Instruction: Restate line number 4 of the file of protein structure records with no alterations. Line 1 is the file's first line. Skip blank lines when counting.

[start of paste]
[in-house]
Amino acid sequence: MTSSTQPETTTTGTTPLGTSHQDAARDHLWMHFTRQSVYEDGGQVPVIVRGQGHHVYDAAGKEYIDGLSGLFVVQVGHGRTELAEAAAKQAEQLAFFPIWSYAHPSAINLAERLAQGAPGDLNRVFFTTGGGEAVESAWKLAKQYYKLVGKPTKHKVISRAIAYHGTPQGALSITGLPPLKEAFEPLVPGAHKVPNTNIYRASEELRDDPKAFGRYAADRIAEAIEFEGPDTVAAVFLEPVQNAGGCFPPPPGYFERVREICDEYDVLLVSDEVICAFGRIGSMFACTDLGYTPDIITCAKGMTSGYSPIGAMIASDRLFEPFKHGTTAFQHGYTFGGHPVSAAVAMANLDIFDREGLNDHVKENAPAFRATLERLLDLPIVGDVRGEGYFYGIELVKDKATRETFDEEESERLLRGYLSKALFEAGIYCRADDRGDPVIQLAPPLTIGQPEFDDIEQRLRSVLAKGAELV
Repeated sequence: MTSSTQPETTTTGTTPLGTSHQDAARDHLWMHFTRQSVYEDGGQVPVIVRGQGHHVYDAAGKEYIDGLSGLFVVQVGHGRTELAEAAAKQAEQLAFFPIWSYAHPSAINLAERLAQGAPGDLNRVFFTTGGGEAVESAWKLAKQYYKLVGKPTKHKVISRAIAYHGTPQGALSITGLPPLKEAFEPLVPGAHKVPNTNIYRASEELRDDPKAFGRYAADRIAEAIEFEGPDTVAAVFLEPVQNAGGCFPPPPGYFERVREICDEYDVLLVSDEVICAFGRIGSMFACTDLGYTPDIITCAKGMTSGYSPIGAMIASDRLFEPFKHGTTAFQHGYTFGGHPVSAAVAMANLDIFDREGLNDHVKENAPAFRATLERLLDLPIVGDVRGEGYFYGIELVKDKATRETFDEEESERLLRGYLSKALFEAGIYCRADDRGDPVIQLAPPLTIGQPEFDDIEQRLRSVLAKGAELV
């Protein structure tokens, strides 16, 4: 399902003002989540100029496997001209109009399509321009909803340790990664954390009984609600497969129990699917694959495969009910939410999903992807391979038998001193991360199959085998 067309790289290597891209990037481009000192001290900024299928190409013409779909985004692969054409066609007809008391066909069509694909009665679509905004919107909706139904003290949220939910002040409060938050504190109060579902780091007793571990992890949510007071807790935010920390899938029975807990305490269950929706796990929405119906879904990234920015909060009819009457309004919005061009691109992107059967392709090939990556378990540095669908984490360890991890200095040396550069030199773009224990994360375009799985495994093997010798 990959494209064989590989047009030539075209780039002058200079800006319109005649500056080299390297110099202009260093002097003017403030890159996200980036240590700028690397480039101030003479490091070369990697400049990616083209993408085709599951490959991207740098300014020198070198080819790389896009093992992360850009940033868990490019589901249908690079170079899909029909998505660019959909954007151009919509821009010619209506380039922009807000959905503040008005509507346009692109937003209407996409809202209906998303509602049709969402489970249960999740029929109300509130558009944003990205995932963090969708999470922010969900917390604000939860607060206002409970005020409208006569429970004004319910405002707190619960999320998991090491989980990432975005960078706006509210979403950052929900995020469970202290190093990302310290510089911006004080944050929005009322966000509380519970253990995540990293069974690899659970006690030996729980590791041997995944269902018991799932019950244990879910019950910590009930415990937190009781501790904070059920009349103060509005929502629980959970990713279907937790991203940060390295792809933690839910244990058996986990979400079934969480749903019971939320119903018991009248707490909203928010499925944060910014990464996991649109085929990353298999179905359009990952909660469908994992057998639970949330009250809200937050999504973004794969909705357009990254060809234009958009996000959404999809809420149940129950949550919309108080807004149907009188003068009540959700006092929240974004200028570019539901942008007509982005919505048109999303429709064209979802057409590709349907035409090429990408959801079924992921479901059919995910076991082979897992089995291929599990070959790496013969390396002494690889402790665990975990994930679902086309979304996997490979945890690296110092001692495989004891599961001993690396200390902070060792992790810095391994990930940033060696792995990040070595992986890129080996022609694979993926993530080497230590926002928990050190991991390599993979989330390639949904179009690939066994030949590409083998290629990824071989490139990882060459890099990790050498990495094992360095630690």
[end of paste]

């Protein structure tokens, strides 16, 4: 399902003002989540100029496997001209109009399509321009909803340790990664954390009984609600497969129990699917694959495969009910939410999903992807391979038998001193991360199959085998 067309790289290597891209990037481009000192001290900024299928190409013409779909985004692969054409066609007809008391066909069509694909009665679509905004919107909706139904003290949220939910002040409060938050504190109060579902780091007793571990992890949510007071807790935010920390899938029975807990305490269950929706796990929405119906879904990234920015909060009819009457309004919005061009691109992107059967392709090939990556378990540095669908984490360890991890200095040396550069030199773009224990994360375009799985495994093997010798 990959494209064989590989047009030539075209780039002058200079800006319109005649500056080299390297110099202009260093002097003017403030890159996200980036240590700028690397480039101030003479490091070369990697400049990616083209993408085709599951490959991207740098300014020198070198080819790389896009093992992360850009940033868990490019589901249908690079170079899909029909998505660019959909954007151009919509821009010619209506380039922009807000959905503040008005509507346009692109937003209407996409809202209906998303509602049709969402489970249960999740029929109300509130558009944003990205995932963090969708999470922010969900917390604000939860607060206002409970005020409208006569429970004004319910405002707190619960999320998991090491989980990432975005960078706006509210979403950052929900995020469970202290190093990302310290510089911006004080944050929005009322966000509380519970253990995540990293069974690899659970006690030996729980590791041997995944269902018991799932019950244990879910019950910590009930415990937190009781501790904070059920009349103060509005929502629980959970990713279907937790991203940060390295792809933690839910244990058996986990979400079934969480749903019971939320119903018991009248707490909203928010499925944060910014990464996991649109085929990353298999179905359009990952909660469908994992057998639970949330009250809200937050999504973004794969909705357009990254060809234009958009996000959404999809809420149940129950949550919309108080807004149907009188003068009540959700006092929240974004200028570019539901942008007509982005919505048109999303429709064209979802057409590709349907035409090429990408959801079924992921479901059919995910076991082979897992089995291929599990070959790496013969390396002494690889402790665990975990994930679902086309979304996997490979945890690296110092001692495989004891599961001993690396200390902070060792992790810095391994990930940033060696792995990040070595992986890129080996022609694979993926993530080497230590926002928990050190991991390599993979989330390639949904179009690939066994030949590409083998290629990824071989490139990882060459890099990790050498990495094992360095630690």